For generations, local businesses relied on newspapers as the mainstay of their advertising budgets. In fact, until 1992, when TV and cable overtook them, newspapers were by far the largest source for overall US advertising spending, representing 37% in 1949 and dropping steadily to under 15% in 2008. And with that, the pundits began sounding the death knell for newspapers.
But for small and mid-size businesses, who cater to a more geographically local market, local newspapers continued to linger on as a critical source for advertising. After all, local news readers are well-qualified, targeted local business customers. The person reading the news is more likely to clip a coupon, read about your business, and walk into your store.
Today, the local paper is itself no longer the primary focus of local business advertising spend. Newspaper agencies have seen their profits eroded as advertisers move away from traditional print advertising in favor of online, mobile, and social media. (In upcoming posts I’ll discuss where that ad spending has headed, and what newspapers can do to survive and even flourish in the digital age.)
According to a 2010 report from Pew Research and the American Society of News Editors: “…the leaders of America’s newsrooms are nonetheless worried about the future. Fewer than half of all those surveyed are confident their operations will survive another 10 years—not without significant new sources of revenue. Nearly a third believe their operations are at risk in just five years or less. And many blame the problems not on the inevitable effect of technology but on their industry’s missed opportunities.”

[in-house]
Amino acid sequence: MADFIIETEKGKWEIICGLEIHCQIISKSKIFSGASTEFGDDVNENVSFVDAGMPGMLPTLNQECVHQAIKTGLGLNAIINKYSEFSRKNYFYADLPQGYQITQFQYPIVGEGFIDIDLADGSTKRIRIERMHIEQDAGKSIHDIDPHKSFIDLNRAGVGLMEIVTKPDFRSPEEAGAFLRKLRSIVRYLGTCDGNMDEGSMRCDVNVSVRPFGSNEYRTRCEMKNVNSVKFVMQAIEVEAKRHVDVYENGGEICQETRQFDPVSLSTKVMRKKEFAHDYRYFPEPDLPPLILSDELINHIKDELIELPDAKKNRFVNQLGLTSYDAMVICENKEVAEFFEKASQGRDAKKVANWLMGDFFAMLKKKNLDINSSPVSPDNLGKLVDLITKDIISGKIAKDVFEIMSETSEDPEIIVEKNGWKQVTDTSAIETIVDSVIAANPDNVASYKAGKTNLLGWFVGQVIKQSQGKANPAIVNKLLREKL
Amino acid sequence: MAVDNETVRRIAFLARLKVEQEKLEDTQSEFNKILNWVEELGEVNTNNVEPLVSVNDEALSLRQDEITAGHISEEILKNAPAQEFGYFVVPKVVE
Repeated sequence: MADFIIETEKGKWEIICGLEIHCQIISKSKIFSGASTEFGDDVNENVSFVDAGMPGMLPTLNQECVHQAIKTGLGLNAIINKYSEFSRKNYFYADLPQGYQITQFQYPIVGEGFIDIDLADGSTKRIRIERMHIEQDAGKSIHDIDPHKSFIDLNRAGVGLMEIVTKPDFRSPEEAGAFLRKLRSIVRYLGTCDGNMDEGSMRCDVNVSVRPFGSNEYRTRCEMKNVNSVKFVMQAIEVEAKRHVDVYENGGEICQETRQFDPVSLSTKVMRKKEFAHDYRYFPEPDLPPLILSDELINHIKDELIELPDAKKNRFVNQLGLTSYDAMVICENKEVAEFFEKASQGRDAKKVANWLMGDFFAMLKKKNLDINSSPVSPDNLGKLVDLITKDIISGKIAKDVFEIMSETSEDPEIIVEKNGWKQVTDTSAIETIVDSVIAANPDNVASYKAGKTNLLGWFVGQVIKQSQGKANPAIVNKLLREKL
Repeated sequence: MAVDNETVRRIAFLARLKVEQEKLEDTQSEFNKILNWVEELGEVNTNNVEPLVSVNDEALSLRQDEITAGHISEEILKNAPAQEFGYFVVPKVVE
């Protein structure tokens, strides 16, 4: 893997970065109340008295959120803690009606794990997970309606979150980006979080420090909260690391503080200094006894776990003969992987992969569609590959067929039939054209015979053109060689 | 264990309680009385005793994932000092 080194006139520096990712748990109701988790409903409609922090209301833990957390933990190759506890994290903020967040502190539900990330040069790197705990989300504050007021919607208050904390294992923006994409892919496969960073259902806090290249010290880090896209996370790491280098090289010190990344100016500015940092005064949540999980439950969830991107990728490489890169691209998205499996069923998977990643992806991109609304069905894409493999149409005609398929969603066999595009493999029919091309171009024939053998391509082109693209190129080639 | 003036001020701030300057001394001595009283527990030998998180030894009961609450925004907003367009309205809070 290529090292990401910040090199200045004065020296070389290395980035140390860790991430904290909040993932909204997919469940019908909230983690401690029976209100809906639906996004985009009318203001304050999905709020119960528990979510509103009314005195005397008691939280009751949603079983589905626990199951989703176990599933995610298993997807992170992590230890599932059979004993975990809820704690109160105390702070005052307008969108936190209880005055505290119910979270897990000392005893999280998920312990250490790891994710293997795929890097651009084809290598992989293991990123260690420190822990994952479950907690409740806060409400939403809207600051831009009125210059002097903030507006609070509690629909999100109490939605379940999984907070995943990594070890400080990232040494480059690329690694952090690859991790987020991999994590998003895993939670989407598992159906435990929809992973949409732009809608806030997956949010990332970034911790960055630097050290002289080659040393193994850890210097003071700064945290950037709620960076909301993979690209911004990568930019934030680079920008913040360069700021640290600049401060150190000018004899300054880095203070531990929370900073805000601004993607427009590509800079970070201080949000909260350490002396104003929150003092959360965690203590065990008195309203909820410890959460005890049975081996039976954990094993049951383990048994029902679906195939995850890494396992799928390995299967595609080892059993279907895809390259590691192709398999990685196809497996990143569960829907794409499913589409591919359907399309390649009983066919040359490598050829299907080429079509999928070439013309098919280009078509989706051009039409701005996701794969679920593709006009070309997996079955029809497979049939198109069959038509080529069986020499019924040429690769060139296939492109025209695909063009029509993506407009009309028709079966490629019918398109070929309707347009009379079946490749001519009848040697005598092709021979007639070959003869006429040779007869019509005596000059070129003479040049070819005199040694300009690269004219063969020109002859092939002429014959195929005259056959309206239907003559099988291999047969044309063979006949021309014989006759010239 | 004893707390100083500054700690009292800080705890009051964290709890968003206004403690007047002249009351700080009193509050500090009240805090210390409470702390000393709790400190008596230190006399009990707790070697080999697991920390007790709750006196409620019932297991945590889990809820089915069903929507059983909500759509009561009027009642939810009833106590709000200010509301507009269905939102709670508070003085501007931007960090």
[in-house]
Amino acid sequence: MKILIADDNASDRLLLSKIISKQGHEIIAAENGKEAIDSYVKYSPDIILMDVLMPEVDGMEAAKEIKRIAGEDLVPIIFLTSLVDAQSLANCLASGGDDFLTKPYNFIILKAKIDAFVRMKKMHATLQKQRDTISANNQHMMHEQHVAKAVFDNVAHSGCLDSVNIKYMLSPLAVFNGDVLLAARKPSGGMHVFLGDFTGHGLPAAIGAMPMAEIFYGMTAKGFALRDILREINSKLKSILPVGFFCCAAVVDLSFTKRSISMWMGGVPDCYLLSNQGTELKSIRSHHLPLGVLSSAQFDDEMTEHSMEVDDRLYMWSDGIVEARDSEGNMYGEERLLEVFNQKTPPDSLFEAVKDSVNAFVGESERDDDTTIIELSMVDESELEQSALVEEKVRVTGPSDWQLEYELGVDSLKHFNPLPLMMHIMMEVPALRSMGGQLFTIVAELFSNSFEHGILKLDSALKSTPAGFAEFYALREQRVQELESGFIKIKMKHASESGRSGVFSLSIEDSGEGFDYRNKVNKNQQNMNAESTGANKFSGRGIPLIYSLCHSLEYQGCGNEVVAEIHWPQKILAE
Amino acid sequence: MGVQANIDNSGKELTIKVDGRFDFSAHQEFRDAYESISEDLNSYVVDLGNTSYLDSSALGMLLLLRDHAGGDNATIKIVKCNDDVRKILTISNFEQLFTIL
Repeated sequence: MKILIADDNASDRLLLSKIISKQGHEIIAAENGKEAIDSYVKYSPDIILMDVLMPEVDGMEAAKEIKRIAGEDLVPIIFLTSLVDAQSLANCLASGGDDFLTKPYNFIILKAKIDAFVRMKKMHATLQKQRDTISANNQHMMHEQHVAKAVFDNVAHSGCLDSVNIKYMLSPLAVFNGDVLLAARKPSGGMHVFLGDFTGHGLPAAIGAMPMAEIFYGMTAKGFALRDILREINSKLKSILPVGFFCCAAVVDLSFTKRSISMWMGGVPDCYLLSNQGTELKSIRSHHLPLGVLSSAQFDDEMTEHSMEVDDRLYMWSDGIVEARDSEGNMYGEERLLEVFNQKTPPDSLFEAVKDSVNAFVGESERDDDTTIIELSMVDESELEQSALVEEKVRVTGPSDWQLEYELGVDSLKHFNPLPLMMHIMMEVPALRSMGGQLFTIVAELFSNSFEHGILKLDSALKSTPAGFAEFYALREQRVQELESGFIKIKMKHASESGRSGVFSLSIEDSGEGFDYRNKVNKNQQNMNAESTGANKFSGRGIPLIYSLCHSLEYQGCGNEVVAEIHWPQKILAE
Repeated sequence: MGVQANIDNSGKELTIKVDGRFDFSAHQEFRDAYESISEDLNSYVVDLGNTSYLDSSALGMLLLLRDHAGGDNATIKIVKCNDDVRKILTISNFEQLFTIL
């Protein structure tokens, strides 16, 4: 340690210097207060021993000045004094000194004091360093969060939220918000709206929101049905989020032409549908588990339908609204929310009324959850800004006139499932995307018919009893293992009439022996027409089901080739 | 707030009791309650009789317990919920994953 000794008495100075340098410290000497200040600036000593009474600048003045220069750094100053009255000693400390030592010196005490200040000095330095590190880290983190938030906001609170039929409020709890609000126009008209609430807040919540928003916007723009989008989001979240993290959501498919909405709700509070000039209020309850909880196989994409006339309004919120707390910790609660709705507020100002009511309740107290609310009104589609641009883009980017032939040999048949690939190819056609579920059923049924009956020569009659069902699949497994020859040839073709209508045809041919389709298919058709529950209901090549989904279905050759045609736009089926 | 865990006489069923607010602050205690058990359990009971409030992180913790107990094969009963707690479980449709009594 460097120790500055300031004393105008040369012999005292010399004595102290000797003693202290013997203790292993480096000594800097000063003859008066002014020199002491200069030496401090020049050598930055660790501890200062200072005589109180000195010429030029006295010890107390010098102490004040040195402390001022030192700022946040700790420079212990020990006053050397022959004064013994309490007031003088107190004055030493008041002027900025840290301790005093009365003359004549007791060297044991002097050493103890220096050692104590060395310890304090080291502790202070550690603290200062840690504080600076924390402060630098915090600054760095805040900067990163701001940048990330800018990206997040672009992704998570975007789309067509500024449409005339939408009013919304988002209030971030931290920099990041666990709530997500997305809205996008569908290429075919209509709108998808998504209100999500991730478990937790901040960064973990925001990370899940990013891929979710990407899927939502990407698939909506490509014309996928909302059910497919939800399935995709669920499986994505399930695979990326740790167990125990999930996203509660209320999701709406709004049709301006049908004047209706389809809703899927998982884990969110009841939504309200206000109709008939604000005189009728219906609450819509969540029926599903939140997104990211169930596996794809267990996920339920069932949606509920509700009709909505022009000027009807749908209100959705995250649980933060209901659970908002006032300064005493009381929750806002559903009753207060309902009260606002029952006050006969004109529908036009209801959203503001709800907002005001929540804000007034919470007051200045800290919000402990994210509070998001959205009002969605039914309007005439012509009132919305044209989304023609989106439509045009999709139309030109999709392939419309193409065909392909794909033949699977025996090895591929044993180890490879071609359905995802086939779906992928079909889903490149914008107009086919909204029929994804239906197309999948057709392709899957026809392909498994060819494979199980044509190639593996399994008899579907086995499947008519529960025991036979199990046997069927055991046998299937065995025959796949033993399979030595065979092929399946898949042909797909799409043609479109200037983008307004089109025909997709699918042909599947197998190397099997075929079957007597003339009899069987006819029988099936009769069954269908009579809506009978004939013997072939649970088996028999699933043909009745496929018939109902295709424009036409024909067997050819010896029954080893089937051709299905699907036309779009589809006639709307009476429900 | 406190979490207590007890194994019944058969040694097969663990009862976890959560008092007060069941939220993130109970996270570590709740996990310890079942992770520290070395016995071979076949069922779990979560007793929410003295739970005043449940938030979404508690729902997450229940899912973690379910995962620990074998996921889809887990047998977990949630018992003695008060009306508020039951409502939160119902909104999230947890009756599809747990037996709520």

With print revenue dropping, and online revenues almost flat, newspapers indeed seem to be headed for extinction. Hundreds of fine papers, large and small, have vanished in the past few years.
The search for profitable models continues. Millions of dollars worth of “news experiments” have been funded by the likes of the Knight Foundation, the MacArthur Foundation, and others. A 2010 Pew Research report states: “Jan Schaffer of J-Lab estimated that since 2006, more than $141 million in nonprofit funding flowed into new media, a number that includes entirely professionally run sites such as ProPublica, headed by Paul Steiger, the former editor of the Wall Street Journal, as well as small ones, such as the Frostburg, Md.-based Appalachian Independent.”
On March 17, 2010, Professor George Brock, Head of Journalism for City University London, stated in an inaugural lecture: “I don’t have a magic fix answer to the burning question of how we pay for sustainable journalism. I’m in good company: neither does anyone else.”
With all these years of experimentation, why do the solutions still seem to elude the newspaper industry? I believe the answer is simple: the solutions are all around us; hundreds of startups are making money doing precisely what news outlets need to do today. But the newspaper industry seems oddly blind to these opportunities, or worse, views them the way a cancer patient views chemotherapy.
Can newspapers bridge the digital divide? They can certainly go online; that’s a simple matter of applied technology. Can they transform themselves into “advertising centers of excellence” in a digital world without losing their journalistic integrity? I believe they can.
Will they find it easy? No; journalists are not especially known for business and technology thought leadership, and they already have a lot of catching up to do. In fact, what passes for innovation in the world of journalism today is little more than simply coming up to speed on well-established technology. True innovation will come later, once they master the basics.
Experiments in journalism are terrific; I admire their creativity. But what the newspaper industry really needs is to get smarter about revenue, and that means local business advertising.